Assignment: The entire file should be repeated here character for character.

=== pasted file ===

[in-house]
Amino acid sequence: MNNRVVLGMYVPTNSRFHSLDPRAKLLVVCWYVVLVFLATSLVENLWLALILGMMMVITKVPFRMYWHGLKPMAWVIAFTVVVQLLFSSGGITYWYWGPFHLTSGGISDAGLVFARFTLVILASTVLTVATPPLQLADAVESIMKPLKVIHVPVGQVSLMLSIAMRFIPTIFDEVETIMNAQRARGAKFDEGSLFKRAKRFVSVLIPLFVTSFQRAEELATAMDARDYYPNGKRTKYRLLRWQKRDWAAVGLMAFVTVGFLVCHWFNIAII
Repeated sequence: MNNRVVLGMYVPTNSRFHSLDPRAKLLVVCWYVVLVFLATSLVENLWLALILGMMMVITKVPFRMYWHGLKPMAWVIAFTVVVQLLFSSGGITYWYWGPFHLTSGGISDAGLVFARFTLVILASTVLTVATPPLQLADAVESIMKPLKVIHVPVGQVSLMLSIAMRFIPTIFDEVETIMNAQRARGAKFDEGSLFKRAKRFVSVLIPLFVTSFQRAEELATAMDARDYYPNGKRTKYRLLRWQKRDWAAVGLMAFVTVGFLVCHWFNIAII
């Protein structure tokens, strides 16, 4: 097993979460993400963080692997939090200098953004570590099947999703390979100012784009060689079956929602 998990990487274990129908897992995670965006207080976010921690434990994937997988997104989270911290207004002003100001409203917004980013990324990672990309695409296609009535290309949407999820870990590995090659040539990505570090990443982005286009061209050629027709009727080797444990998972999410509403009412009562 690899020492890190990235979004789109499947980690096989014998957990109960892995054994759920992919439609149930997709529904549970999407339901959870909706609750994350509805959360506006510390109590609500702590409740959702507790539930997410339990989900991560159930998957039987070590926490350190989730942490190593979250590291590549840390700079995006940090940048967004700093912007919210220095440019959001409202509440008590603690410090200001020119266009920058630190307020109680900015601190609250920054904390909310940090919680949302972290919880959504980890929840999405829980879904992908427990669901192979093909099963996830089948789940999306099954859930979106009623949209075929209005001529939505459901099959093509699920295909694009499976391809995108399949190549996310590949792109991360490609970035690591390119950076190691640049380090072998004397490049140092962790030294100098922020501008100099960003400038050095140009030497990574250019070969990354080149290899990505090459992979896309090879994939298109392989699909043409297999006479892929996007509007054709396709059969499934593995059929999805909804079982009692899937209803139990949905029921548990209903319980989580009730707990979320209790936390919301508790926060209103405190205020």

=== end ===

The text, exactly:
[in-house]
Amino acid sequence: MNNRVVLGMYVPTNSRFHSLDPRAKLLVVCWYVVLVFLATSLVENLWLALILGMMMVITKVPFRMYWHGLKPMAWVIAFTVVVQLLFSSGGITYWYWGPFHLTSGGISDAGLVFARFTLVILASTVLTVATPPLQLADAVESIMKPLKVIHVPVGQVSLMLSIAMRFIPTIFDEVETIMNAQRARGAKFDEGSLFKRAKRFVSVLIPLFVTSFQRAEELATAMDARDYYPNGKRTKYRLLRWQKRDWAAVGLMAFVTVGFLVCHWFNIAII
Repeated sequence: MNNRVVLGMYVPTNSRFHSLDPRAKLLVVCWYVVLVFLATSLVENLWLALILGMMMVITKVPFRMYWHGLKPMAWVIAFTVVVQLLFSSGGITYWYWGPFHLTSGGISDAGLVFARFTLVILASTVLTVATPPLQLADAVESIMKPLKVIHVPVGQVSLMLSIAMRFIPTIFDEVETIMNAQRARGAKFDEGSLFKRAKRFVSVLIPLFVTSFQRAEELATAMDARDYYPNGKRTKYRLLRWQKRDWAAVGLMAFVTVGFLVCHWFNIAII
């Protein structure tokens, strides 16, 4: 097993979460993400963080692997939090200098953004570590099947999703390979100012784009060689079956929602 998990990487274990129908897992995670965006207080976010921690434990994937997988997104989270911290207004002003100001409203917004980013990324990672990309695409296609009535290309949407999820870990590995090659040539990505570090990443982005286009061209050629027709009727080797444990998972999410509403009412009562 690899020492890190990235979004789109499947980690096989014998957990109960892995054994759920992919439609149930997709529904549970999407339901959870909706609750994350509805959360506006510390109590609500702590409740959702507790539930997410339990989900991560159930998957039987070590926490350190989730942490190593979250590291590549840390700079995006940090940048967004700093912007919210220095440019959001409202509440008590603690410090200001020119266009920058630190307020109680900015601190609250920054904390909310940090919680949302972290919880959504980890929840999405829980879904992908427990669901192979093909099963996830089948789940999306099954859930979106009623949209075929209005001529939505459901099959093509699920295909694009499976391809995108399949190549996310590949792109991360490609970035690591390119950076190691640049380090072998004397490049140092962790030294100098922020501008100099960003400038050095140009030497990574250019070969990354080149290899990505090459992979896309090879994939298109392989699909043409297999006479892929996007509007054709396709059969499934593995059929999805909804079982009692899937209803139990949905029921548990209903319980989580009730707990979320209790936390919301508790926060209103405190205020």